“They stopped me a couple times and checked to see if I had warrants, but [his assistant] Susan had prepared for me a “Fame Kit.” My favorite thing was pulling out my Directors Guild of America card. Or, better yet, my Academy of Arts and Sciences card. ‘Look here, I vote for the Oscars! Will this get me out of prison?’” John Waters, interviewed by Chris Kaltenbach, explains the impulse behind the cross-country hitchhiking trip chronicled in his new book Carsick, and assures us it was nothing but marvelous encounters all the way. Then ends with a few sentences confirming he’s turned to books because even John Waters can’t get films financed these days.
“I came to believe the power of film to affect good and reasonable change in the country […] but then I went out to Hollywood. I was quickly relieved of that notion.” William Friedkin talks with Donald Liebenson about his first film, the documentary The People vs. Paul Crump.
“My life, my loves, where are they now?” Brendan Gaughen takes a then-and-now walking tour of Slacker’s Austin. Continuing this week’s accidental theme of worthwhile content found in comments, assistant cameraman and longtime Linklater confrere Clark Walker pokes in to give an amusing portrait of Slacker’s making, and the reasoning behind its title. Via Criterion.
For Criterion, kogonada offers a gallery of the movie posters decorating the walls and streets of Ozu’s films.
Despite the acclaim his films receive, Apichatpong Weerasethakul’s range of interests seem likely to have him remembered in the long run as one of those omnivorous artists whose interests happened to include film, like Warhol or Maya Deren. To this point, Vadim Rizov spots two highly complementary, “generously illustrate[d]” reviews of recent gallery installations by Weerasethakul: Marco Bohr on London’s Double Visions and Chris Sharp on Fireworks (Archives), presented in Mexico City. (“[E]thereal, impressionistic, and fleeting—the way a dream, half remembered, upon waking is, as it flickers obliquely out of consciousness.”)
German actor Karlheinz Böhm rose to fame playing Franz Joseph opposite Romy Schneider’s Princess Elizabeth of Austria in the Sissi films and infamy as the lead in Michael Powell’s Peeping Tom (1960), and went on to star in a number of Rainer Werner Fassbinder’s films, including Martha (1974), Effi Briest (1974, and Fox and His Friends (1975). He credited Fassbinder with inspiring his interest in politics and he turned his focus from acting to activism and charity work in the 1980s. He passed away at the age of 86. Ronald Bergen at The Guardian.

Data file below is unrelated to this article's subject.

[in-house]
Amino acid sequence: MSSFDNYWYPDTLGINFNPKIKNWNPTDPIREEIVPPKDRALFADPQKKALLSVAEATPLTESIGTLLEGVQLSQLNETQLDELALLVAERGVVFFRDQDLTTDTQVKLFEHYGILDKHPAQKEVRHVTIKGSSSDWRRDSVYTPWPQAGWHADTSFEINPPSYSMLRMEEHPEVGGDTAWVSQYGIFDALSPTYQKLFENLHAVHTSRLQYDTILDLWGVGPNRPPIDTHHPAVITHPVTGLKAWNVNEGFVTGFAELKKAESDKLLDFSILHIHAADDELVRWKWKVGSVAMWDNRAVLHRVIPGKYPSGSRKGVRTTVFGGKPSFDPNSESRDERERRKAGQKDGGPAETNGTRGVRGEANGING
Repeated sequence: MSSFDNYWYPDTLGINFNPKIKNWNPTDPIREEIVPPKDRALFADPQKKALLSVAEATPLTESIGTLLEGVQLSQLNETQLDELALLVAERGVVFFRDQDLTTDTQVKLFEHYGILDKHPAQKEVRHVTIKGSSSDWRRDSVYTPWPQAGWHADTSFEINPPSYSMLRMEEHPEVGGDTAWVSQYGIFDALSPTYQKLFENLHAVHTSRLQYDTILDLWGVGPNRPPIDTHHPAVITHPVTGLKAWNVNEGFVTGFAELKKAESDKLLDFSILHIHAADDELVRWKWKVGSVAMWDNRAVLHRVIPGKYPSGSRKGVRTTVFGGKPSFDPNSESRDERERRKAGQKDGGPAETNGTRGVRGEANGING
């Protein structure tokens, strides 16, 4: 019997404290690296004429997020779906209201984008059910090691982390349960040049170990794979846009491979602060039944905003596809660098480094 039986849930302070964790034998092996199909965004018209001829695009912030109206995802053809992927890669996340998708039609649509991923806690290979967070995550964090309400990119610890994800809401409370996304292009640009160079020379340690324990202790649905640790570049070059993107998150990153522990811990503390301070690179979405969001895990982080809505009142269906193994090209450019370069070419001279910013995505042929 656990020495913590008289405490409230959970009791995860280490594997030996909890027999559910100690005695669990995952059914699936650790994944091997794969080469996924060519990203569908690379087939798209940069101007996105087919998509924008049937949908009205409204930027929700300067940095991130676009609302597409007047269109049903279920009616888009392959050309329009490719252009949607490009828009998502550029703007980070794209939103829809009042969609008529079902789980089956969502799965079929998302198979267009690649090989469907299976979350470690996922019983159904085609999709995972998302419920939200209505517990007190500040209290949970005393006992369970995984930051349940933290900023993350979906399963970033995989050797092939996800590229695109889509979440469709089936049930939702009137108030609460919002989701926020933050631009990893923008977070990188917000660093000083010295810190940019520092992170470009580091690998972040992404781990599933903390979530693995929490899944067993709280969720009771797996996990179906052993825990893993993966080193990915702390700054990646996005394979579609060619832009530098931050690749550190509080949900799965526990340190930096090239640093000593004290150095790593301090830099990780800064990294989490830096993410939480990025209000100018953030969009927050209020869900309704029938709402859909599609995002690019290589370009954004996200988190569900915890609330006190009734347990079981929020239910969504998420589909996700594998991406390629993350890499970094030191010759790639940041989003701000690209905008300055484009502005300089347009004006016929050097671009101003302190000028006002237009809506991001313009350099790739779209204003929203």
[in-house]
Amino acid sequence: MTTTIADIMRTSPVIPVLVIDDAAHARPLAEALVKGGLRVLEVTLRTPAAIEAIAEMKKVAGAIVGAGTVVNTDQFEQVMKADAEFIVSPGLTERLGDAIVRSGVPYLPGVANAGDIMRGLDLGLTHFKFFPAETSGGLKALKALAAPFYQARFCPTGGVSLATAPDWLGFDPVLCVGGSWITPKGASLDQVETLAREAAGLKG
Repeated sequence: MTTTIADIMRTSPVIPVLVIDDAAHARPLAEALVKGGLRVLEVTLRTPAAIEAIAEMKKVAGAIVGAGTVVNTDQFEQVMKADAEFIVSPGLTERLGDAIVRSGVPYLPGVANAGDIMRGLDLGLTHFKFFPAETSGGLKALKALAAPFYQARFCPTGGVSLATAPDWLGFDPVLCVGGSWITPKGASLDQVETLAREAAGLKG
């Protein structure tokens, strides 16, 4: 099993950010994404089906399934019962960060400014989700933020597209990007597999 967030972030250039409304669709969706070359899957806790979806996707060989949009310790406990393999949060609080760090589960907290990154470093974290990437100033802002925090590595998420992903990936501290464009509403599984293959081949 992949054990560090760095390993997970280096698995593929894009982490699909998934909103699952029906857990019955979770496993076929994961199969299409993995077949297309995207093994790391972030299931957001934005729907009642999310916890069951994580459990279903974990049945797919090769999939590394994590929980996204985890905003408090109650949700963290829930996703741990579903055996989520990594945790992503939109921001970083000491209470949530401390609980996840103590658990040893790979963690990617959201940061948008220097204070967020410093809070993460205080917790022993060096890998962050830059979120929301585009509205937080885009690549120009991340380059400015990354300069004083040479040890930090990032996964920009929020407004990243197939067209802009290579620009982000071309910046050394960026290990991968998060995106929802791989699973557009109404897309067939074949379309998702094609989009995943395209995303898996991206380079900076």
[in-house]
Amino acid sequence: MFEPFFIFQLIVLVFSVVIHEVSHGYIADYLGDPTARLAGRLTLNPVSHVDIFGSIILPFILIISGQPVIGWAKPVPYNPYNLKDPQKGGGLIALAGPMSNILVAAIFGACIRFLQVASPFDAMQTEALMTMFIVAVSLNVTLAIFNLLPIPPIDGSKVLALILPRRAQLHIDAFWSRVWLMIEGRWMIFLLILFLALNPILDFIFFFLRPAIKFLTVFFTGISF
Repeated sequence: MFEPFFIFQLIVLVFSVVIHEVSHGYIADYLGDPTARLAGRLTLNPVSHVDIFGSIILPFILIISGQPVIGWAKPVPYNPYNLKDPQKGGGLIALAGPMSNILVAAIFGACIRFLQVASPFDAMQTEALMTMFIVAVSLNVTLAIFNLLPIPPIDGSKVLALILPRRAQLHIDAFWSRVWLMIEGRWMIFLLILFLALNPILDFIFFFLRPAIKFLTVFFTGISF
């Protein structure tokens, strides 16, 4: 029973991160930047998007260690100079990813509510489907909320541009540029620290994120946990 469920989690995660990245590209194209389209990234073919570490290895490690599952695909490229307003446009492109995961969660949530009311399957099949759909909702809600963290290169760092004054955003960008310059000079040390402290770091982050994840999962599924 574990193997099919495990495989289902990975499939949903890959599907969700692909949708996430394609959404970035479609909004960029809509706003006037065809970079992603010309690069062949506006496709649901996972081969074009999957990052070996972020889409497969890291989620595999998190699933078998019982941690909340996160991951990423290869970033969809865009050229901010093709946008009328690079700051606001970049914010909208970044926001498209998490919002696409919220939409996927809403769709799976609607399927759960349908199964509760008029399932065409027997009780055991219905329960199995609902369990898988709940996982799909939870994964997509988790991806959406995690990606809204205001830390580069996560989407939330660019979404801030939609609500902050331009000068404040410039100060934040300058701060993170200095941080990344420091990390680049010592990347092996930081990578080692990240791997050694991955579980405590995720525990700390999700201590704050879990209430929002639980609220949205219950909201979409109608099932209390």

Joan Lorring, who earned an Oscar nomination for her performance in The Corn is Green (1945), died at the age of 88. She also starred opposite Sydney Greenstreet and Peter Lorre in Three Strangers (1946) and The Verdict (1946) and appeared on Broadway and TV over her long career. The AP notice is at The Hollywood Reporter.
Actress Ann B. Davis appeared in a few feature films, including supporting roles in Lover Come Back (1961) and All Hands on Deck (1961), but she took up residence in the pop culture rooming house of American minds as Alice, the lovable housekeeper on the sitcom The Brady Bunch and subsequent Brady spin-offs and TV movies. Before that she starred in The Bob Cummings Show for five seasons. She died at age 88, after suffering a fall. More from Anita Bennett at The Wrap.
Actress Anna Berger, whose 60 year career spanned screen, stage and TV, passed away at the age of 91. Among her screen roles: a subway hostage in the original The Taking of Pelham One Two Three (1974) and an elderly Jewish socialist in Woody Allen’s Crimes and Misdemeanors (1989). Daniel Slotnick for The New York Times.
Marilyn Beck, who reported on Hollywood in syndicated newspaper columns and on TV for decades, died at the age of 78. More from The New York Times.
The weekly links page is compiled and curated by Bruce Reid, with obituaries curated by Sean Axmaker, and other contributions from friends of Parallax View.